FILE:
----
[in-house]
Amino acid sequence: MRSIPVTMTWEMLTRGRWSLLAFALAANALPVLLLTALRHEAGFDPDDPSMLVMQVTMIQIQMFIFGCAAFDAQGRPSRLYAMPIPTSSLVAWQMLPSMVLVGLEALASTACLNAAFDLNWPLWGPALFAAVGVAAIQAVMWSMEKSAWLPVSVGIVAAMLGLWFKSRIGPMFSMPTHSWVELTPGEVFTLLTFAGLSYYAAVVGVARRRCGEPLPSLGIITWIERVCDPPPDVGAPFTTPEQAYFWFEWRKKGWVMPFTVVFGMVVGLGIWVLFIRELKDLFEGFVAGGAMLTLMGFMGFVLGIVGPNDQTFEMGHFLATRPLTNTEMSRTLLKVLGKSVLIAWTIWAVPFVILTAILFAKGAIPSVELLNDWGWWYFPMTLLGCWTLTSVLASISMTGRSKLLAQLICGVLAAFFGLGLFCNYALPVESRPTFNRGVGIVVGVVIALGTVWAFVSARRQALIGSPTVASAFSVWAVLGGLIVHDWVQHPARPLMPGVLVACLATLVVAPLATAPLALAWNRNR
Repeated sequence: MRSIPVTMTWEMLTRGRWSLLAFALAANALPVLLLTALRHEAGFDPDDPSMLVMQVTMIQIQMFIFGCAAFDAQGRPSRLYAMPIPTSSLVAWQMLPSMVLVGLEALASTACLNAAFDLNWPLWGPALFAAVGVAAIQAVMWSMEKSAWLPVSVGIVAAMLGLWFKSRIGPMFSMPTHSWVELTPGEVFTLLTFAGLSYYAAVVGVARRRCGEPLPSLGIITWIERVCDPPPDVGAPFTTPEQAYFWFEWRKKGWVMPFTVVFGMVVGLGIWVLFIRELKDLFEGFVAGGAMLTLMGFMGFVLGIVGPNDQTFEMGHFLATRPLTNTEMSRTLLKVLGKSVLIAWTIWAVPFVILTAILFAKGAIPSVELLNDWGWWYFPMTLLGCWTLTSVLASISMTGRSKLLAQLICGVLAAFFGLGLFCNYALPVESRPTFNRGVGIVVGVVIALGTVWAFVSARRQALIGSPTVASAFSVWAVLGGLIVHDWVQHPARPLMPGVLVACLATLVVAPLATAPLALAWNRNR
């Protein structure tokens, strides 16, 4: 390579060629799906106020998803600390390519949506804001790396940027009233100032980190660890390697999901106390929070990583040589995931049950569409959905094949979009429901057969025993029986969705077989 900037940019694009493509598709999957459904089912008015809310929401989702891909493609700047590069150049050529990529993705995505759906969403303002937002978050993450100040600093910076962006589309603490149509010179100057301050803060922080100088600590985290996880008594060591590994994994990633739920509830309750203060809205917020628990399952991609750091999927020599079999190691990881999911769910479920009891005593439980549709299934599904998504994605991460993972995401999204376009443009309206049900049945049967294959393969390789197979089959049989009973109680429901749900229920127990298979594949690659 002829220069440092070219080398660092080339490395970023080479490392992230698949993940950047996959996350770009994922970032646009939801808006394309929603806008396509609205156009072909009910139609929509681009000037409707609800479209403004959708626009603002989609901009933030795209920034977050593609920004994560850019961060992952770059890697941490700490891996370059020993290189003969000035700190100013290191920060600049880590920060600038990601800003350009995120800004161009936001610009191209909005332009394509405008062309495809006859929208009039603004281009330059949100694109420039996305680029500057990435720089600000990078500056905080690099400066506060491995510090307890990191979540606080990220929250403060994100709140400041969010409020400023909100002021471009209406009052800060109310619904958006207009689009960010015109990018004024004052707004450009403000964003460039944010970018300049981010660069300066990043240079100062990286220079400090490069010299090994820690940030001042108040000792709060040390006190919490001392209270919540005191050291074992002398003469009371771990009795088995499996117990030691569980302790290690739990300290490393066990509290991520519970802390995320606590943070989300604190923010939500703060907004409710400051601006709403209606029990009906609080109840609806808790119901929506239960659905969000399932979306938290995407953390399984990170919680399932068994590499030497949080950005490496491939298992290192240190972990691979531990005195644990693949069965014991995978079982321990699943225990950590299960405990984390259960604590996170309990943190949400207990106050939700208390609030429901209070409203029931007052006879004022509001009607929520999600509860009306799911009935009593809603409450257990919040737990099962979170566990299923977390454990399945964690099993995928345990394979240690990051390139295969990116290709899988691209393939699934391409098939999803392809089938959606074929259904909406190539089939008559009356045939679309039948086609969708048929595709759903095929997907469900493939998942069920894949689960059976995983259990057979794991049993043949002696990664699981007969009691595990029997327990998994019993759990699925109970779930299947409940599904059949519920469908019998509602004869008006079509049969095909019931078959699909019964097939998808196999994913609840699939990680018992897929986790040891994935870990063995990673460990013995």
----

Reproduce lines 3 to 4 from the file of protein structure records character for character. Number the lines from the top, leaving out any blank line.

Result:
Repeated sequence: MRSIPVTMTWEMLTRGRWSLLAFALAANALPVLLLTALRHEAGFDPDDPSMLVMQVTMIQIQMFIFGCAAFDAQGRPSRLYAMPIPTSSLVAWQMLPSMVLVGLEALASTACLNAAFDLNWPLWGPALFAAVGVAAIQAVMWSMEKSAWLPVSVGIVAAMLGLWFKSRIGPMFSMPTHSWVELTPGEVFTLLTFAGLSYYAAVVGVARRRCGEPLPSLGIITWIERVCDPPPDVGAPFTTPEQAYFWFEWRKKGWVMPFTVVFGMVVGLGIWVLFIRELKDLFEGFVAGGAMLTLMGFMGFVLGIVGPNDQTFEMGHFLATRPLTNTEMSRTLLKVLGKSVLIAWTIWAVPFVILTAILFAKGAIPSVELLNDWGWWYFPMTLLGCWTLTSVLASISMTGRSKLLAQLICGVLAAFFGLGLFCNYALPVESRPTFNRGVGIVVGVVIALGTVWAFVSARRQALIGSPTVASAFSVWAVLGGLIVHDWVQHPARPLMPGVLVACLATLVVAPLATAPLALAWNRNR
């Protein structure tokens, strides 16, 4: 390579060629799906106020998803600390390519949506804001790396940027009233100032980190660890390697999901106390929070990583040589995931049950569409959905094949979009429901057969025993029986969705077989 900037940019694009493509598709999957459904089912008015809310929401989702891909493609700047590069150049050529990529993705995505759906969403303002937002978050993450100040600093910076962006589309603490149509010179100057301050803060922080100088600590985290996880008594060591590994994994990633739920509830309750203060809205917020628990399952991609750091999927020599079999190691990881999911769910479920009891005593439980549709299934599904998504994605991460993972995401999204376009443009309206049900049945049967294959393969390789197979089959049989009973109680429901749900229920127990298979594949690659 002829220069440092070219080398660092080339490395970023080479490392992230698949993940950047996959996350770009994922970032646009939801808006394309929603806008396509609205156009072909009910139609929509681009000037409707609800479209403004959708626009603002989609901009933030795209920034977050593609920004994560850019961060992952770059890697941490700490891996370059020993290189003969000035700190100013290191920060600049880590920060600038990601800003350009995120800004161009936001610009191209909005332009394509405008062309495809006859929208009039603004281009330059949100694109420039996305680029500057990435720089600000990078500056905080690099400066506060491995510090307890990191979540606080990220929250403060994100709140400041969010409020400023909100002021471009209406009052800060109310619904958006207009689009960010015109990018004024004052707004450009403000964003460039944010970018300049981010660069300066990043240079100062990286220079400090490069010299090994820690940030001042108040000792709060040390006190919490001392209270919540005191050291074992002398003469009371771990009795088995499996117990030691569980302790290690739990300290490393066990509290991520519970802390995320606590943070989300604190923010939500703060907004409710400051601006709403209606029990009906609080109840609806808790119901929506239960659905969000399932979306938290995407953390399984990170919680399932068994590499030497949080950005490496491939298992290192240190972990691979531990005195644990693949069965014991995978079982321990699943225990950590299960405990984390259960604590996170309990943190949400207990106050939700208390609030429901209070409203029931007052006879004022509001009607929520999600509860009306799911009935009593809603409450257990919040737990099962979170566990299923977390454990399945964690099993995928345990394979240690990051390139295969990116290709899988691209393939699934391409098939999803392809089938959606074929259904909406190539089939008559009356045939679309039948086609969708048929595709759903095929997907469900493939998942069920894949689960059976995983259990057979794991049993043949002696990664699981007969009691595990029997327990998994019993759990699925109970779930299947409940599904059949519920469908019998509602004869008006079509049969095909019931078959699909019964097939998808196999994913609840699939990680018992897929986790040891994935870990063995990673460990013995």